The enjoyable pieces all involve unraveling the secret, the whodunit of the slasher motifs utilized. The annoying parts exist with the development of the characters, both old and new, missing the strong characteristics used so effectively in the past films. Even the return of Sidney, Dewey, and Gail is awkwardly instituted into the narrative; with the exception of Dewey, both Gail and Sidney are afterthoughts until the finale. 
 
"Scream" starts with a bang, a clever and thoughtful reintroduction of the classic horror franchise that revolutionized horror storytelling. The thrills are fun, gory, and violent in the best ways for horror fans. As it namechecks other films, like "The Witch" and "The Babadook," with a mix of admiration and admonishment to serve its meta-narrative causes, "Scream" pushes into a corner with no place to escape. In the process of revisiting, reintroducing, and reforming this continuation of "Scream," it becomes too self-aware of its designs.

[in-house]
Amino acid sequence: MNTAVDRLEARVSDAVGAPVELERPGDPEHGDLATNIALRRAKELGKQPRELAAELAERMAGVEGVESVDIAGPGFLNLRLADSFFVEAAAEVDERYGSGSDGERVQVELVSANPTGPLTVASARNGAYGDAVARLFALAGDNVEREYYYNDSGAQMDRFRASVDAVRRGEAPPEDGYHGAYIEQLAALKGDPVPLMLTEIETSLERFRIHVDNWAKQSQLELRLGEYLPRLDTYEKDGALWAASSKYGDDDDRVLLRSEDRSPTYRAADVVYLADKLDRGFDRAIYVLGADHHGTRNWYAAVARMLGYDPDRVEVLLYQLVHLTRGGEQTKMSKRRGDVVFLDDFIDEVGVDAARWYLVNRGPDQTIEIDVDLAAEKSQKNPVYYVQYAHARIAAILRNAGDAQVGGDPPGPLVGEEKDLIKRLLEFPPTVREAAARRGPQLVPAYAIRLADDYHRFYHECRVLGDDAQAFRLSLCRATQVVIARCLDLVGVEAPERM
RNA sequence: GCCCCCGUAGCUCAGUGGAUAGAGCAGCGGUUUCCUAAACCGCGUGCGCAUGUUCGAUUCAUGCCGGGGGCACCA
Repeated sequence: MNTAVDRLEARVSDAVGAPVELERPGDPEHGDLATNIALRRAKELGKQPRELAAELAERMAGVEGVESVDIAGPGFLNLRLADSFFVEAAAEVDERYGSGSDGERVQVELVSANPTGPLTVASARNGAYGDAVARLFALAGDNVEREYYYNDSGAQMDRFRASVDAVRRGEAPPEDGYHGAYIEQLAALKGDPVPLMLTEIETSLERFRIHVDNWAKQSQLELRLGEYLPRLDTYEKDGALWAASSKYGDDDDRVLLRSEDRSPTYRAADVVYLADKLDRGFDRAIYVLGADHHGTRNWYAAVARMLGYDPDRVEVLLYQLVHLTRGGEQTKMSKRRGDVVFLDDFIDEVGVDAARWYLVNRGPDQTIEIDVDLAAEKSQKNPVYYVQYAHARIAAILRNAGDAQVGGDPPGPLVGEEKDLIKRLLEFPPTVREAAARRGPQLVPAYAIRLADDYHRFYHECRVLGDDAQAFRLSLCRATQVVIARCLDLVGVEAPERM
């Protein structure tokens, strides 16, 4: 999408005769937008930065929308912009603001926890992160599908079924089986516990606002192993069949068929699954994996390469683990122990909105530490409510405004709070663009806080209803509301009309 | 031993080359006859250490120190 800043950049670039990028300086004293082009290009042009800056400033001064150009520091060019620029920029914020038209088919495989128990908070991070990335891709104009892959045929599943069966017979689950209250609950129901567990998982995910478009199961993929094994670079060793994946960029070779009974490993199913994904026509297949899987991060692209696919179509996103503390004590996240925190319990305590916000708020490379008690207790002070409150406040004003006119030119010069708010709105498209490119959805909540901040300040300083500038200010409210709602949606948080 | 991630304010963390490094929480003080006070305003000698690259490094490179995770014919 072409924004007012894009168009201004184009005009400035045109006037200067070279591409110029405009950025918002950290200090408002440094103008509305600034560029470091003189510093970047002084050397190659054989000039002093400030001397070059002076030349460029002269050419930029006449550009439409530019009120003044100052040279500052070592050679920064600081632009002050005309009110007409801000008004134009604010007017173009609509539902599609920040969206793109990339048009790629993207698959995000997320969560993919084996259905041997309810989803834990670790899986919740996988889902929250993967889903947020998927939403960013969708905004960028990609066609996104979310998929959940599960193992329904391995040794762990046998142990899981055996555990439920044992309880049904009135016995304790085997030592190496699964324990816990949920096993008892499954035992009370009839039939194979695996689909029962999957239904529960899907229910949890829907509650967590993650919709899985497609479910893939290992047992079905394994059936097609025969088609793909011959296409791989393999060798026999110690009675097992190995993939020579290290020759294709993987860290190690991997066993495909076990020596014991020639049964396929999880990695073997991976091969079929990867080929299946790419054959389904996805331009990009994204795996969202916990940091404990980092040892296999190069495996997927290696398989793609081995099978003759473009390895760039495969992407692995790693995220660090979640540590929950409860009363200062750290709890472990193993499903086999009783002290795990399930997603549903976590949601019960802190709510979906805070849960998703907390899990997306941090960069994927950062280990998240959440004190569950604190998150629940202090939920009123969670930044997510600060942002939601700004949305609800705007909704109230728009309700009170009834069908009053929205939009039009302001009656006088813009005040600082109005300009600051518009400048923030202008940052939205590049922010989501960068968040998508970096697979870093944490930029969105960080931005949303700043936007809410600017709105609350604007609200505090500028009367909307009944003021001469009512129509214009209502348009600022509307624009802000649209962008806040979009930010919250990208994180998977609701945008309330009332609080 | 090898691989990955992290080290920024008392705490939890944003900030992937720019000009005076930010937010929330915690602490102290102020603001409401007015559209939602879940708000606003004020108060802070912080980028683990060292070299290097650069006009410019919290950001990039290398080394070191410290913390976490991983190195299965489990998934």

Monte's Rating

3.00 out of 5.00

Wednesday, January 5

Favorite Horror of 2021 (Monte's List)


Favorite Horror of 2021

 

In a year of uncertainty, with the literal horror film about a seemingly unstoppable deadly virus happening outside our front doors, reconnecting with movies on streaming networks, going to virtual film festivals, and returning to the sacred sanctum of the movie theater was pure joy. Horror took new forms in 2021, with both fearfully fantastic and dreadfully reality-driven stories. 2021 found new ways to approach recurring themes of isolation, desperation, and the fear of the unknown. Films about religion, urban legends, culture, society, ecology, demons, slashers, and even automotive sensuality brought intriguing visions to beautifully horrific life. This year was undeniably a unique experience for genre fans. These are my favorite horror films from 2021.